Learning to talk

Interrupting my slog through the oeuvre of Ôshima Nagisa, something with no relevance to Japanese culture:


When I was three years old, my mother wrote an account of my language acquisition (English; alas, I was not raised bilingual!). I don’t think the process was unusual, but think the specifics are of some interest, though perhaps more “Kids say the darndest things” than ethnographic observation.


Stephen started saying a few words at a year of age, and at 16 months was saying enough to make me understand what he wanted.
At about 20 months, Colleen Domes had been over to take care of him [babysit]. She said he wouldn’t go to sleep. The next day he told me she “rock, rocked him and read him “blew and blew” book. I talked to her and she confirmed his story.


Shortly after that, he became ill with an ear infection and we called Dr. Drexler. He had just fallen asleep for his afternoon nap and we had to awaken him. When I woke him and came to get him from his nap, he started to say “Man, pin, ouch, night, night.” The next day he told Jane Enger about it.

Afternoons when it was nice, we would go for a walk, One day in January—when he was 20 months od—we walked to school and visited Leona [who would be my first grade teacher, the person who taught me to read; my mother had been a 4th grade teacher in the same grade school before I came along]. She had an aquarium with some goldfish. They wouldn’t move, so she put her hand in the water to prod them to move. Steve didn’t say anything, but on the way home he jabbered all the way about “One, pish, water, hand.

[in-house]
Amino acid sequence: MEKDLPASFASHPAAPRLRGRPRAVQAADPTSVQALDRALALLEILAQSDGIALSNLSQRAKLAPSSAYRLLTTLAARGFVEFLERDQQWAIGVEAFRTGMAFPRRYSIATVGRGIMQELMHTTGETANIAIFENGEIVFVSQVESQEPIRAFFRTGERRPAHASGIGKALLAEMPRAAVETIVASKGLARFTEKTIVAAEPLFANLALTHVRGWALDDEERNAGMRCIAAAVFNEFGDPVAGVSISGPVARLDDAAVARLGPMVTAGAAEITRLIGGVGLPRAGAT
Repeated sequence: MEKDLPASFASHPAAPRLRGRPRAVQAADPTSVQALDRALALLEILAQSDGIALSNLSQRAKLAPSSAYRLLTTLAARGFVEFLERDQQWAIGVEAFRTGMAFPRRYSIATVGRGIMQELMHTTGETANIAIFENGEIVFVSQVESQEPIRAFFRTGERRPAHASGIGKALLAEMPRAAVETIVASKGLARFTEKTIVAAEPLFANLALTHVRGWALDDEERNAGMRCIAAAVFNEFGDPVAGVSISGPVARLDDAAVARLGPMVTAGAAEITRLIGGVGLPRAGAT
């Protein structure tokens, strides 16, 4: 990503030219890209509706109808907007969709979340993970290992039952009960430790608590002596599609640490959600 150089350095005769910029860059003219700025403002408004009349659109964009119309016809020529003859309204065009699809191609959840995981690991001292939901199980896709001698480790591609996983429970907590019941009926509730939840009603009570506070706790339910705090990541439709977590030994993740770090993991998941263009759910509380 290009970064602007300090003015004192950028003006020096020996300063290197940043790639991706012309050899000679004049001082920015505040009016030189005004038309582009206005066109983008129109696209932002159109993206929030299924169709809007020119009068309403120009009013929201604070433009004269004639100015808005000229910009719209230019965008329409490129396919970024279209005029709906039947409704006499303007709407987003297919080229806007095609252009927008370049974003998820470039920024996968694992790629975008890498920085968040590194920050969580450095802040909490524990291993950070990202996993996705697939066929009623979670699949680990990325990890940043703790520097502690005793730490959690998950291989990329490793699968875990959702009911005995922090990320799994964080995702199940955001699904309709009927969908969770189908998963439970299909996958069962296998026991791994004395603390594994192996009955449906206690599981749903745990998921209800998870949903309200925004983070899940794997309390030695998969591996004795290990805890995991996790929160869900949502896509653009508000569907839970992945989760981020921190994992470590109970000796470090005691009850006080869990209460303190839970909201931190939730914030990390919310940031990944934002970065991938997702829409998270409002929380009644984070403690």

He never seems to forget a place or thing and talks about it long after we’ve forgotten all about it.

When Steve was two years old he put his first “and” in a sentence. Every day there was something new. He would say, “right there” in pointing things out. In a day or so, he was telling everyone that he was “too old.” It seemed he started saying everything plainly as soon as he became two. He would say “way down high” to mean “low,” in contrast to “way up high. Anything that was hard to pull, or difficult in any way, was “Heavy!” “Many” was his universal word for any number or quantity greater than one.

At first, his counting went 1,3,4,5,6.
At the fairgrounds, his response to seeing building being put behind the barn was “houses in the garage. Every day he would want to “eat” (meet) Daddy.

After upchucking, he would say “Don’t do ‘at.” After upchucking he would say, “I [s]pilled over.” Hiccups were “hicksups.”He would play in his “sand shovel” (sand pile).

One day when Jane was over here, Steve wanted do know where Billy [her son] was. Jane said that he might be coming later. After we started drinking coffee, Steve insisted, “There’s Billy,” until we got up to look” and he ran off laughing. He was about 15 months at the time.

At 2 ½ Steve was very interested in songs, and knew the words to “Jesus Loves Me,” “Silent Night,” and a few others. He kept asking me to sing “Jesus Flow.” I finally started singing the Doxology [“Praise God from whom all blessings flow…” twice enumerating “Father, Son, and Holy Ghost” without the word “Jesus”], and that was what he wanted to hear.

At the same age, he could repeat nearly all the nursery rhymes. He had about 75 little books and he could tell us the names of all of them, as well as those of most of his records.